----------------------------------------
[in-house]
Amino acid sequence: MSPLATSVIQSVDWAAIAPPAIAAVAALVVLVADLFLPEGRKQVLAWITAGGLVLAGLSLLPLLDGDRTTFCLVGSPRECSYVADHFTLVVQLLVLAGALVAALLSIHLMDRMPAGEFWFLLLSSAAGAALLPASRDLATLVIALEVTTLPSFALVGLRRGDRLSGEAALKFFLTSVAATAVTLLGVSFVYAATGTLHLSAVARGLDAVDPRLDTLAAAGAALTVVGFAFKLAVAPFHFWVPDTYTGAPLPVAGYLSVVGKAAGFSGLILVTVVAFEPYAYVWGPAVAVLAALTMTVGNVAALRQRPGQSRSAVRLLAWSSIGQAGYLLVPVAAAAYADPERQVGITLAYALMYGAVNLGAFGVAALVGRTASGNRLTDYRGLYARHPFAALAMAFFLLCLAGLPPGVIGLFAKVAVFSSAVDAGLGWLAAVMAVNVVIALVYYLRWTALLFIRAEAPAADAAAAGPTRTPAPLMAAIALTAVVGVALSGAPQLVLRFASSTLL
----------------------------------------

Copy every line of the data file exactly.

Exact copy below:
[in-house]
Amino acid sequence: MSPLATSVIQSVDWAAIAPPAIAAVAALVVLVADLFLPEGRKQVLAWITAGGLVLAGLSLLPLLDGDRTTFCLVGSPRECSYVADHFTLVVQLLVLAGALVAALLSIHLMDRMPAGEFWFLLLSSAAGAALLPASRDLATLVIALEVTTLPSFALVGLRRGDRLSGEAALKFFLTSVAATAVTLLGVSFVYAATGTLHLSAVARGLDAVDPRLDTLAAAGAALTVVGFAFKLAVAPFHFWVPDTYTGAPLPVAGYLSVVGKAAGFSGLILVTVVAFEPYAYVWGPAVAVLAALTMTVGNVAALRQRPGQSRSAVRLLAWSSIGQAGYLLVPVAAAAYADPERQVGITLAYALMYGAVNLGAFGVAALVGRTASGNRLTDYRGLYARHPFAALAMAFFLLCLAGLPPGVIGLFAKVAVFSSAVDAGLGWLAAVMAVNVVIALVYYLRWTALLFIRAEAPAADAAAAGPTRTPAPLMAAIALTAVVGVALSGAPQLVLRFASSTLL